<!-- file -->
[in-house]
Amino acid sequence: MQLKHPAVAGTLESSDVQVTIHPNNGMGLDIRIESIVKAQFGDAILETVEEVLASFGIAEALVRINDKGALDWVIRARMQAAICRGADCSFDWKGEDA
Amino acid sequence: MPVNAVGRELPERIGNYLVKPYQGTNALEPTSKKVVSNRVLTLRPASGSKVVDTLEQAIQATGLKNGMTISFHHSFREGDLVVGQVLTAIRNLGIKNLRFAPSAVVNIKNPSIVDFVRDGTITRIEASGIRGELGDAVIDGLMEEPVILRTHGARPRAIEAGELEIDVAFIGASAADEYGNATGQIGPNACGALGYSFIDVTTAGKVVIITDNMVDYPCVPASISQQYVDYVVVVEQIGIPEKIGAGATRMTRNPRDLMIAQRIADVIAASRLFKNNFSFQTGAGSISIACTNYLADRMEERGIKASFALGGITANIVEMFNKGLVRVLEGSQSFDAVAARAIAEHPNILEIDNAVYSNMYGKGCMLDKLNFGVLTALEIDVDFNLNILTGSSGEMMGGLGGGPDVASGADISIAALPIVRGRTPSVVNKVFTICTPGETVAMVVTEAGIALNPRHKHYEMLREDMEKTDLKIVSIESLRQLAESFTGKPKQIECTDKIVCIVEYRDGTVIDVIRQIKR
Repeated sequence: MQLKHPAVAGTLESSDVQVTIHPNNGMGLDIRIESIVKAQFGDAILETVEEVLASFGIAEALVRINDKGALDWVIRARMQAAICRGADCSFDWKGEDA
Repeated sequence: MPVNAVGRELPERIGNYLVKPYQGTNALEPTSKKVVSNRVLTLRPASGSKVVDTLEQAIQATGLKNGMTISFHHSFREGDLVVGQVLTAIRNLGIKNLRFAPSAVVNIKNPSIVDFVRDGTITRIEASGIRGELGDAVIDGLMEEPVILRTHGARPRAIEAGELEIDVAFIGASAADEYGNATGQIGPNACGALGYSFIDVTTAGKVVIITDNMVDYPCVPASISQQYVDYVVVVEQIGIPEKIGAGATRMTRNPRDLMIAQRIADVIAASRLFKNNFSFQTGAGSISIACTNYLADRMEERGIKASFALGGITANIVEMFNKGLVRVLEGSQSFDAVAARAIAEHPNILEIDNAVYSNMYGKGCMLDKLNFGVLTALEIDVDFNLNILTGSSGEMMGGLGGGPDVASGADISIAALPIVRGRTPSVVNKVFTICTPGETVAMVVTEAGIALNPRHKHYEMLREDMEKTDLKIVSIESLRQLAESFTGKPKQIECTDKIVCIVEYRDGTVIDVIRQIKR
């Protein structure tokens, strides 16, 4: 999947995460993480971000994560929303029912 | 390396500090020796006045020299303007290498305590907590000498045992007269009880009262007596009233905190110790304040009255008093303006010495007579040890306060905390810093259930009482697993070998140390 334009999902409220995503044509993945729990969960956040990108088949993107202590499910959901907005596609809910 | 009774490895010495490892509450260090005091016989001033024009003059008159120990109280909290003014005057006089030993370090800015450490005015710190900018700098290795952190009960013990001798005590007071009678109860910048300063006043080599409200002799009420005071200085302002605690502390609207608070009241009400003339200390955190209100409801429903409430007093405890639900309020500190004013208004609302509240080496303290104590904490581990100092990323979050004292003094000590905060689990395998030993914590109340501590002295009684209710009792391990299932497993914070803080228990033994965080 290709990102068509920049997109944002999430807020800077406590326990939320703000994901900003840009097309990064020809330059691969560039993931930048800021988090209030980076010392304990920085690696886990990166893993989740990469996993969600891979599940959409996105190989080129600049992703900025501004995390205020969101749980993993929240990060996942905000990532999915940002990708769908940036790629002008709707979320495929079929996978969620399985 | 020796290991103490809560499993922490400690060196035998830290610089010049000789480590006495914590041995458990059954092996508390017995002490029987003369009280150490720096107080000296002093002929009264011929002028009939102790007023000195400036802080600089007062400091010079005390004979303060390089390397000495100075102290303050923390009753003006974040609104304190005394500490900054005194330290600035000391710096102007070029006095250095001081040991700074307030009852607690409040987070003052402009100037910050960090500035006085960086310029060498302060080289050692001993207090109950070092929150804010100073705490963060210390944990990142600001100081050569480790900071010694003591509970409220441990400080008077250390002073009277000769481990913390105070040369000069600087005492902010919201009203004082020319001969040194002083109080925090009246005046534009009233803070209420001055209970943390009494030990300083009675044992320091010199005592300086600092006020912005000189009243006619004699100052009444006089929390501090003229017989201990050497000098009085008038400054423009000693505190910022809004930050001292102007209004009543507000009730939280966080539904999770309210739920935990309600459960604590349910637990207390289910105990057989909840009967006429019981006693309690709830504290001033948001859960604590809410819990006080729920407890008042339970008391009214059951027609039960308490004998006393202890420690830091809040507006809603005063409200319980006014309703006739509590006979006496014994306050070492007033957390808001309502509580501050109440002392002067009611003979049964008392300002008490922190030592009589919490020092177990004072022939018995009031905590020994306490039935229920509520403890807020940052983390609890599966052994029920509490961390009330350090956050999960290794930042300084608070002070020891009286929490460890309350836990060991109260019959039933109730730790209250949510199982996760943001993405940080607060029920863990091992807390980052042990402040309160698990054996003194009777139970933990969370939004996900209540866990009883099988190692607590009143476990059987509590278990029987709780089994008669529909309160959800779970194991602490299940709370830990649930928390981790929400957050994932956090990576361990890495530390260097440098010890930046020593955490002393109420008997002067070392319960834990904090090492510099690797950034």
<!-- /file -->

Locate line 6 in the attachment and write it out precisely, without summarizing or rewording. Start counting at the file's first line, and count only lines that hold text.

């Protein structure tokens, strides 16, 4: 999947995460993480971000994560929303029912 | 390396500090020796006045020299303007290498305590907590000498045992007269009880009262007596009233905190110790304040009255008093303006010495007579040890306060905390810093259930009482697993070998140390 334009999902409220995503044509993945729990969960956040990108088949993107202590499910959901907005596609809910 | 009774490895010495490892509450260090005091016989001033024009003059008159120990109280909290003014005057006089030993370090800015450490005015710190900018700098290795952190009960013990001798005590007071009678109860910048300063006043080599409200002799009420005071200085302002605690502390609207608070009241009400003339200390955190209100409801429903409430007093405890639900309020500190004013208004609302509240080496303290104590904490581990100092990323979050004292003094000590905060689990395998030993914590109340501590002295009684209710009792391990299932497993914070803080228990033994965080 290709990102068509920049997109944002999430807020800077406590326990939320703000994901900003840009097309990064020809330059691969560039993931930048800021988090209030980076010392304990920085690696886990990166893993989740990469996993969600891979599940959409996105190989080129600049992703900025501004995390205020969101749980993993929240990060996942905000990532999915940002990708769908940036790629002008709707979320495929079929996978969620399985 | 020796290991103490809560499993922490400690060196035998830290610089010049000789480590006495914590041995458990059954092996508390017995002490029987003369009280150490720096107080000296002093002929009264011929002028009939102790007023000195400036802080600089007062400091010079005390004979303060390089390397000495100075102290303050923390009753003006974040609104304190005394500490900054005194330290600035000391710096102007070029006095250095001081040991700074307030009852607690409040987070003052402009100037910050960090500035006085960086310029060498302060080289050692001993207090109950070092929150804010100073705490963060210390944990990142600001100081050569480790900071010694003591509970409220441990400080008077250390002073009277000769481990913390105070040369000069600087005492902010919201009203004082020319001969040194002083109080925090009246005046534009009233803070209420001055209970943390009494030990300083009675044992320091010199005592300086600092006020912005000189009243006619004699100052009444006089929390501090003229017989201990050497000098009085008038400054423009000693505190910022809004930050001292102007209004009543507000009730939280966080539904999770309210739920935990309600459960604590349910637990207390289910105990057989909840009967006429019981006693309690709830504290001033948001859960604590809410819990006080729920407890008042339970008391009214059951027609039960308490004998006393202890420690830091809040507006809603005063409200319980006014309703006739509590006979006496014994306050070492007033957390808001309502509580501050109440002392002067009611003979049964008392300002008490922190030592009589919490020092177990004072022939018995009031905590020994306490039935229920509520403890807020940052983390609890599966052994029920509490961390009330350090956050999960290794930042300084608070002070020891009286929490460890309350836990060991109260019959039933109730730790209250949510199982996760943001993405940080607060029920863990091992807390980052042990402040309160698990054996003194009777139970933990969370939004996900209540866990009883099988190692607590009143476990059987509590278990029987709780089994008669529909309160959800779970194991602490299940709370830990649930928390981790929400957050994932956090990576361990890495530390260097440098010890930046020593955490002393109420008997002067070392319960834990904090090492510099690797950034």